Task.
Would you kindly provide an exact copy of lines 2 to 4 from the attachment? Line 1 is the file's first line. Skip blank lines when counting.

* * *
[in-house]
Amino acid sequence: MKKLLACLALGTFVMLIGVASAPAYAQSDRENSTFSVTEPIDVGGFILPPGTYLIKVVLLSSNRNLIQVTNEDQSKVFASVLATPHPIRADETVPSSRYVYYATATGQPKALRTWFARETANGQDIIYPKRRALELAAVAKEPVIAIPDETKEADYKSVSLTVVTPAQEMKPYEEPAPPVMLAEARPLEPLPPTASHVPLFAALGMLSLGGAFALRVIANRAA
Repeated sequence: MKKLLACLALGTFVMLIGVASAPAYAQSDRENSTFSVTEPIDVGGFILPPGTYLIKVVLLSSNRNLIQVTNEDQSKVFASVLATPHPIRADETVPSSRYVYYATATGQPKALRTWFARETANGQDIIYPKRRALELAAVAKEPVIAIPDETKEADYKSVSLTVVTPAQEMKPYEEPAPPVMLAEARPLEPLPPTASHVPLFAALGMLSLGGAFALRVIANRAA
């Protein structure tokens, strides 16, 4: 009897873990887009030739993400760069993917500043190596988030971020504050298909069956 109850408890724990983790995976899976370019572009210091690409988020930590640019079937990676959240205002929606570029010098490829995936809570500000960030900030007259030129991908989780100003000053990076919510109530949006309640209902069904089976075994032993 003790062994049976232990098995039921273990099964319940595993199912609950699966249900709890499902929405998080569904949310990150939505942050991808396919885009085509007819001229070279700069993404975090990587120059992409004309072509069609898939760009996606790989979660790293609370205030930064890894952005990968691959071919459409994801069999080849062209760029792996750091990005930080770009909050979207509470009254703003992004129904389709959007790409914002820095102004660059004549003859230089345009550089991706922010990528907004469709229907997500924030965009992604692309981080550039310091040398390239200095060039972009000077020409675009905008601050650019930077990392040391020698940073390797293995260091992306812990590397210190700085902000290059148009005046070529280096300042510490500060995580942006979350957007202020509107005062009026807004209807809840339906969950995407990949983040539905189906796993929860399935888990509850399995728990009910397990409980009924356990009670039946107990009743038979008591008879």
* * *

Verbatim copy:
Amino acid sequence: MKKLLACLALGTFVMLIGVASAPAYAQSDRENSTFSVTEPIDVGGFILPPGTYLIKVVLLSSNRNLIQVTNEDQSKVFASVLATPHPIRADETVPSSRYVYYATATGQPKALRTWFARETANGQDIIYPKRRALELAAVAKEPVIAIPDETKEADYKSVSLTVVTPAQEMKPYEEPAPPVMLAEARPLEPLPPTASHVPLFAALGMLSLGGAFALRVIANRAA
Repeated sequence: MKKLLACLALGTFVMLIGVASAPAYAQSDRENSTFSVTEPIDVGGFILPPGTYLIKVVLLSSNRNLIQVTNEDQSKVFASVLATPHPIRADETVPSSRYVYYATATGQPKALRTWFARETANGQDIIYPKRRALELAAVAKEPVIAIPDETKEADYKSVSLTVVTPAQEMKPYEEPAPPVMLAEARPLEPLPPTASHVPLFAALGMLSLGGAFALRVIANRAA
């Protein structure tokens, strides 16, 4: 009897873990887009030739993400760069993917500043190596988030971020504050298909069956 109850408890724990983790995976899976370019572009210091690409988020930590640019079937990676959240205002929606570029010098490829995936809570500000960030900030007259030129991908989780100003000053990076919510109530949006309640209902069904089976075994032993 003790062994049976232990098995039921273990099964319940595993199912609950699966249900709890499902929405998080569904949310990150939505942050991808396919885009085509007819001229070279700069993404975090990587120059992409004309072509069609898939760009996606790989979660790293609370205030930064890894952005990968691959071919459409994801069999080849062209760029792996750091990005930080770009909050979207509470009254703003992004129904389709959007790409914002820095102004660059004549003859230089345009550089991706922010990528907004469709229907997500924030965009992604692309981080550039310091040398390239200095060039972009000077020409675009905008601050650019930077990392040391020698940073390797293995260091992306812990590397210190700085902000290059148009005046070529280096300042510490500060995580942006979350957007202020509107005062009026807004209807809840339906969950995407990949983040539905189906796993929860399935888990509850399995728990009910397990409980009924356990009670039946107990009743038979008591008879």